Skorecery: A Unique Yet Uninspired Indy Title

Developed by Grapplehook Games, Skorecery has the dubious moniker of being considered a hybrid genre title. Not fully a fantasy arcade piece, and yet not truly a direct combat experience, Grapplehook Games pieced together an interesting work multiplayer mayhem that at times is fun but mostly awkward gaming experience. Everything about this title, from its awkward controls to its lack of story is puzzling when one considers the lengths its developer goes to in presenting the fantasy-inspired backdrops present in every level. This is not necessarily a bad game, by far it has a lot going for it. But its banal and run of the mill player versus player mayhem becomes immediately boring after a few playthroughs.

With just two main characters to choose from, a male necromancer and a female mystic, players realize the shortcomings of this indy game right from the outset. Odd considering that four players can engage in magical duels at the same time and yet the only thing that separates the two gender-based classes are an array of color patterns. Such is lack of imagination inherent in this title that two players can choose the mystic character class with only differentiating colors proving the difference in their choice. Both classes play and move almost exactly the same, with the vanity of their appearance being their only determining factor. Such structural design choices made by Grapplehook Games are puzzling and in the end greatly affected the enjoyability of this title.

The Gameplay

Essentially, Skorecery is a p v p on-screen fighter with fantasy puzzle elements. Players must use magical projectile orbs to destroy each other’s runes in a timed match with the one scoring the most points winning the match. During battles, players can utilize the mystic or the necromancer’s spellcasting abilities to increase the velocity of their orb’s projectile and thus scoring multipliers that increase the points you can accumulate to win the match. For example, when playing in exhibition mode, the mystic can erect a charge blast that speeds up the velocity of his magical orb which in turn can stun his opponent and strike against multitude targets. Such multiplicity of points achieved is one of the most enticing gameplay mechanics of Skorecery and is the highlight of the game. Projectiles move in a Pong-like manner, meaning that the orbs bounce all over the screen like a racket ball which can become quite difficult to control during local coop mode. Each level is ensconced in a fantasy setting, ranging from a lush green forest to a mountain Castle. Once the battle ends, players can utilize the multi-directional verticality of their character class meaning that with the simple touch of the triangle button your Necromancer or Mystic can flip upside down on ceilings. This is definitely an innovative choice by the game’s designers and something that raised the bar slightly on this mediocre work.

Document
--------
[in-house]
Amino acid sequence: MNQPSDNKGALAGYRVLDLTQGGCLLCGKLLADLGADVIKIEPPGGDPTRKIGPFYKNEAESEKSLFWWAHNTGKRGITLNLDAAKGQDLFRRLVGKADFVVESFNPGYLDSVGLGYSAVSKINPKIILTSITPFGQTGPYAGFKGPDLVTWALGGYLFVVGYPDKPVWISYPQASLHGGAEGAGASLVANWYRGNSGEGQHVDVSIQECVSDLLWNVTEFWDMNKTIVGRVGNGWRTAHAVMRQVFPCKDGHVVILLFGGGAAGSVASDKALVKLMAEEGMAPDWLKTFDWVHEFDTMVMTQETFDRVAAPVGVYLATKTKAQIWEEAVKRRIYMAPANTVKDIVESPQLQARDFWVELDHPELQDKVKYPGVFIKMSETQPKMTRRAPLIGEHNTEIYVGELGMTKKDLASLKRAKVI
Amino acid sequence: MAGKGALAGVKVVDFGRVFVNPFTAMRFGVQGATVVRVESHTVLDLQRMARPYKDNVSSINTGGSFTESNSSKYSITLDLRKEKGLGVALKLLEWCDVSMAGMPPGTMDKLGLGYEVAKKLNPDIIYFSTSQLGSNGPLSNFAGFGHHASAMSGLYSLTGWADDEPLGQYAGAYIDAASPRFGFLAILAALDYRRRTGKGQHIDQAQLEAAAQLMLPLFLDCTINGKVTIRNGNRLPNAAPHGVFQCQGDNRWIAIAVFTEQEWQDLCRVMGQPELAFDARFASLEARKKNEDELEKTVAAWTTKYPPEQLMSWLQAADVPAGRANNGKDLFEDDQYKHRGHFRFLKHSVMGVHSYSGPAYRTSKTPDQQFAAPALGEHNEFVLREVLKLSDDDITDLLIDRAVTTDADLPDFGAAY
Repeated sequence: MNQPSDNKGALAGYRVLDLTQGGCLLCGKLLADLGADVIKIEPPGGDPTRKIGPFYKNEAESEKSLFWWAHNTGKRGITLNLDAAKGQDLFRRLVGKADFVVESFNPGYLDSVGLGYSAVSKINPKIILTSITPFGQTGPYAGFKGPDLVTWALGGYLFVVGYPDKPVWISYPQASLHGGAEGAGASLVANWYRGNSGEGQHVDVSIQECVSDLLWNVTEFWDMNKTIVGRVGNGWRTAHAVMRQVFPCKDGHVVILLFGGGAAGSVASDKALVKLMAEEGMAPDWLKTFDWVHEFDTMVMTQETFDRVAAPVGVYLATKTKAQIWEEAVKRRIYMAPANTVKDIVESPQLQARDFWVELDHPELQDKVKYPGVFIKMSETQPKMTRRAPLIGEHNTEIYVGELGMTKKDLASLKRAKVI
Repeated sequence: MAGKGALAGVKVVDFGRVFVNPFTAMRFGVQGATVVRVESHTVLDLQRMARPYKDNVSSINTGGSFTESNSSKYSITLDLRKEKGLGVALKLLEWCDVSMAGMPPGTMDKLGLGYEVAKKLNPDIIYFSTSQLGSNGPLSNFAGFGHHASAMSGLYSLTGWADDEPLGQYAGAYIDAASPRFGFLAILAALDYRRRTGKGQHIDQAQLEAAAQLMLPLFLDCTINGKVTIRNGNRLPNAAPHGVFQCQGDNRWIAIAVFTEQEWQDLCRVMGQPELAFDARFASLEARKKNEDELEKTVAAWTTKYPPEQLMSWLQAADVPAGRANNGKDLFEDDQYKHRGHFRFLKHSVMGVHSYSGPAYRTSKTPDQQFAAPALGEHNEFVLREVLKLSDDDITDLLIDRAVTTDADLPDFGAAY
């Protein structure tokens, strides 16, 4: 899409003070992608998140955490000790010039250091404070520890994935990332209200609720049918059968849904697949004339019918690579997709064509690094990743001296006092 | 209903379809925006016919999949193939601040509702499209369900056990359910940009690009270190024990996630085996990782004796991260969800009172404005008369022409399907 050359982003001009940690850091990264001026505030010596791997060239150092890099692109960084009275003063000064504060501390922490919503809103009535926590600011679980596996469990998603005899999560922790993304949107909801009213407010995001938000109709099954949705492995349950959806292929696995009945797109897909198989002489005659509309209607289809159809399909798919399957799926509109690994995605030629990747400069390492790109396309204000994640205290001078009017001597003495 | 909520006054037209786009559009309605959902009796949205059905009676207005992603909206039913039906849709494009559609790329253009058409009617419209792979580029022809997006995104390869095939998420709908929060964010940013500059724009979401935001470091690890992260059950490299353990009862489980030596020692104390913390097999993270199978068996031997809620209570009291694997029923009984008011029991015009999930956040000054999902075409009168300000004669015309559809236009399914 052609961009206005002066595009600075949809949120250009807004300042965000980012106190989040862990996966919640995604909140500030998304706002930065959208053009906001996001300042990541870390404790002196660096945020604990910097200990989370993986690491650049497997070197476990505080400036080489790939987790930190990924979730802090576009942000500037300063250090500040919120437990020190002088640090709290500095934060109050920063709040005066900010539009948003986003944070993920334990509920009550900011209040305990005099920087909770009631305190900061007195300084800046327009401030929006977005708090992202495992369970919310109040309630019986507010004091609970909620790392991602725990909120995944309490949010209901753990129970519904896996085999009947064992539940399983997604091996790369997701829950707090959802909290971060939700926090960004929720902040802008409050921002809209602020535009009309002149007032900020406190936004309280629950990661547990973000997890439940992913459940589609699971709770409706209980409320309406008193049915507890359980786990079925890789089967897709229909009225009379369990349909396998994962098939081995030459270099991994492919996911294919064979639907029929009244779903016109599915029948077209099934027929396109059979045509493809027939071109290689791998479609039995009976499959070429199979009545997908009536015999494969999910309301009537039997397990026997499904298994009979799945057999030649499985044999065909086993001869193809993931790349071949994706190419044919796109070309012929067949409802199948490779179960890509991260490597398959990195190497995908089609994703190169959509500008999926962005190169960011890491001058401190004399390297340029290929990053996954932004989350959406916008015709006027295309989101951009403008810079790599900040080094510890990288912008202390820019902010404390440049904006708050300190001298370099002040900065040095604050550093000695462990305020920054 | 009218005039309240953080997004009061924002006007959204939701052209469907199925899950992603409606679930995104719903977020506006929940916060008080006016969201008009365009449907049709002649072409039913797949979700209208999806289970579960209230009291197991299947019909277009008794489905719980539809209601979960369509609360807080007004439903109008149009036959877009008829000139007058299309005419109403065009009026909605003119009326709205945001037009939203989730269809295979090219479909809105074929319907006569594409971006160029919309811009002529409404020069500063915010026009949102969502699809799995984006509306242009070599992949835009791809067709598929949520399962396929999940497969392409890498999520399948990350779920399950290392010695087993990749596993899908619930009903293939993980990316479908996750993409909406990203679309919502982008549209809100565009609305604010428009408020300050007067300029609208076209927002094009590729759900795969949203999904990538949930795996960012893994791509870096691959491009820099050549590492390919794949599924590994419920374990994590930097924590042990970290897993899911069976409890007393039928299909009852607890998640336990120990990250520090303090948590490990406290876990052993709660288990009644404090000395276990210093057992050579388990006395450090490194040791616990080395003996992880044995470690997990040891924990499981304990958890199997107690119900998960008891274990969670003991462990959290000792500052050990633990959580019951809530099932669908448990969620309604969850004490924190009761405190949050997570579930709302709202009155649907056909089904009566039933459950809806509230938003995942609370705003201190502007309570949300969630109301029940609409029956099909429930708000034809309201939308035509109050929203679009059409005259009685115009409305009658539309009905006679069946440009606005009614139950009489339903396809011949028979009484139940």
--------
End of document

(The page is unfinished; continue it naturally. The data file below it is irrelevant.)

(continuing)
Although the premise is simple, destroy each other’s runes using a multidirectional magical orb, the execution by far is not. The extreme shifts in projectiles, the different planes your character can shift to, and the overall mania of the multiplayer local coop are great touches by far. But where the game lacks the most is in its core gameplay mechanics. There are only a handful of gameplay types to choose from, ranging from an annoyingly rudimentary tutorial to an uninspired one-off exhibition mode. The twin stick aiming system is also frustratingly difficult to control in 2D, as aiming at opposing player’s orbs can be made even more frustrating when trying to latch onto one sphere with the left thumbstick while aiming it with the right. Twin stick design works perfectly in vertical shooters, but in a p v p battle mania style of a game such as Skorecery, it comes across as clumsy and unnecessary.